I also had some concerns about Zika, but we took a visit to our daughter’s doctor who said we should be fine with the proper precautions.
First Stop: Quito!
Our first stop was Quito, and we ended up staying in a hostel near the old own square in a residential area.
The hostel itself was pretty nice. We had a balcony and a great view overlooking the city, and it only cost us $12.50 per night! My daughter was able to befriend many neighborhood kids and spent the mornings playing with their pet dogs and cats.
And because we stayed in a hostel, we were able to ask for advice on activities to do during the day! We usually ended up walking or taking public transport, and saw a lot of churches, historical monuments, and explored different markets, trying all sorts of snacks and food.
If you ever travel, I’d strongly suggest asking for recommendations from the locals. That’s what I did, and we were given a recommendation to a wonderful restaurant where the owner even took the time to give my daughter and me a lesson on the local economy! We learned why they use US dollars as the local currency, and my daughter also got a quick lesson on inflation.
In the evenings, we usually did some shopping and picked up some groceries to cook back at our hostel, where we spent the time watching reruns of The Simpsons.
Braving the Amazon Rainforest
We wanted to get as close to the Ecuadorian Amazon Rainforest as possible, and I found that the town of Coca fit the bill quite nicely! We made it our next stop, and although the town itself was rather unimpressive, the people there were very friendly.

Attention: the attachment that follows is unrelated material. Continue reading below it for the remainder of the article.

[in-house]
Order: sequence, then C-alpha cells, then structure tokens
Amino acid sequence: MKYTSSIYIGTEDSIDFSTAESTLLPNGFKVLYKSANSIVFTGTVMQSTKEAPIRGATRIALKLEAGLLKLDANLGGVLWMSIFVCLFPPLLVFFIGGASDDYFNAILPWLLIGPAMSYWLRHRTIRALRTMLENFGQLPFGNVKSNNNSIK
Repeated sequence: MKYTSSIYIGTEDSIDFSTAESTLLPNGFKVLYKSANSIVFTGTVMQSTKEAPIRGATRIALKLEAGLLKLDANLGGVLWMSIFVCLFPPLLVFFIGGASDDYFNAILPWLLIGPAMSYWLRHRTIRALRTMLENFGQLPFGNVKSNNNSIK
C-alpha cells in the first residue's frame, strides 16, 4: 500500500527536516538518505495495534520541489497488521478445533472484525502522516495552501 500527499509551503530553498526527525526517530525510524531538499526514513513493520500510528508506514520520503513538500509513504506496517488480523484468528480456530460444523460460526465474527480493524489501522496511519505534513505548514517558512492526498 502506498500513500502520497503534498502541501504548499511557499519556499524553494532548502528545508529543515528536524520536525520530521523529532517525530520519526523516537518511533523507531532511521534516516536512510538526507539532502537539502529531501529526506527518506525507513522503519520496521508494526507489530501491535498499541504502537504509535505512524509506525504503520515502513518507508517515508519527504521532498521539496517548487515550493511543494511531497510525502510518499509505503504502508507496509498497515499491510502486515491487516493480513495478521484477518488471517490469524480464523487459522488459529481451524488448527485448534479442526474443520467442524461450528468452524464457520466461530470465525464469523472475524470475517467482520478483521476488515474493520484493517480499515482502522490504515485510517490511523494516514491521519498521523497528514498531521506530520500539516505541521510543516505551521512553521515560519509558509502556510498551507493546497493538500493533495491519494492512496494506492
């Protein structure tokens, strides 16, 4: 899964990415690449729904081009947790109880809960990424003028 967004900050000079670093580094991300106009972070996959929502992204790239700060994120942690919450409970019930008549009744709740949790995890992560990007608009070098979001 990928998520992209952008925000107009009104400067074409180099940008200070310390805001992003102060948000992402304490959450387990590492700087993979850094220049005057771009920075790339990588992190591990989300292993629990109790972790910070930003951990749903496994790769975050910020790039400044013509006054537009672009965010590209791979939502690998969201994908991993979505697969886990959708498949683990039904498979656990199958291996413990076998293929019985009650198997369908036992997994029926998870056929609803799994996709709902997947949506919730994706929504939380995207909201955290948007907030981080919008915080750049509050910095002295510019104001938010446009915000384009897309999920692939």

There were some hiccups once we arrived though because our original guide cancelled the trip to the Amazon rainforest. We also ran into some challenges trying to book an expedition with another guide, as the only ones we could find were led by Spanish-speaking guides. At the end of the day, we still decided to go and it ended up being one of the most memorable parts of our trip!
Onward to the Hike!
Our guide ended up being a relatively young 25-year old local, who picked us up in the morning. It took us 3 hours to get to the rainforest, but it was totally worth it! He was a great guide, showing us how to identify certain insects and plants. And he was a lifesaver, because when my feet got stuck in quicksand, he showed me how to safely get out of it!